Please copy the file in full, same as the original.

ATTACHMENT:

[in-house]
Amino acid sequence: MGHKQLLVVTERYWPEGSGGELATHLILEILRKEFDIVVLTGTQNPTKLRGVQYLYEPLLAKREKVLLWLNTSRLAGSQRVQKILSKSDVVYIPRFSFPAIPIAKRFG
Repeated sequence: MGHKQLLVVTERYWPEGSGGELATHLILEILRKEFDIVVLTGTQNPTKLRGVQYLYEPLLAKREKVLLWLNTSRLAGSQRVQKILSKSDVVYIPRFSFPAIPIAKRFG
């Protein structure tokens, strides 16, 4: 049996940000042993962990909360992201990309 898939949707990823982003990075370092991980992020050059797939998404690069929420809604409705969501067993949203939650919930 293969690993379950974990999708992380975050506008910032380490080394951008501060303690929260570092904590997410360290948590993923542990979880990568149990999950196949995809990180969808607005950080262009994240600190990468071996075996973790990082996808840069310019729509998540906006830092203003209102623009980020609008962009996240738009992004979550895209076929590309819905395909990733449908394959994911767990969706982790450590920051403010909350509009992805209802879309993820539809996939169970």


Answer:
[in-house]
Amino acid sequence: MGHKQLLVVTERYWPEGSGGELATHLILEILRKEFDIVVLTGTQNPTKLRGVQYLYEPLLAKREKVLLWLNTSRLAGSQRVQKILSKSDVVYIPRFSFPAIPIAKRFG
Repeated sequence: MGHKQLLVVTERYWPEGSGGELATHLILEILRKEFDIVVLTGTQNPTKLRGVQYLYEPLLAKREKVLLWLNTSRLAGSQRVQKILSKSDVVYIPRFSFPAIPIAKRFG
């Protein structure tokens, strides 16, 4: 049996940000042993962990909360992201990309 898939949707990823982003990075370092991980992020050059797939998404690069929420809604409705969501067993949203939650919930 293969690993379950974990999708992380975050506008910032380490080394951008501060303690929260570092904590997410360290948590993923542990979880990568149990999950196949995809990180969808607005950080262009994240600190990468071996075996973790990082996808840069310019729509998540906006830092203003209102623009980020609008962009996240738009992004979550895209076929590309819905395909990733449908394959994911767990969706982790450590920051403010909350509009992805209802879309993820539809996939169970």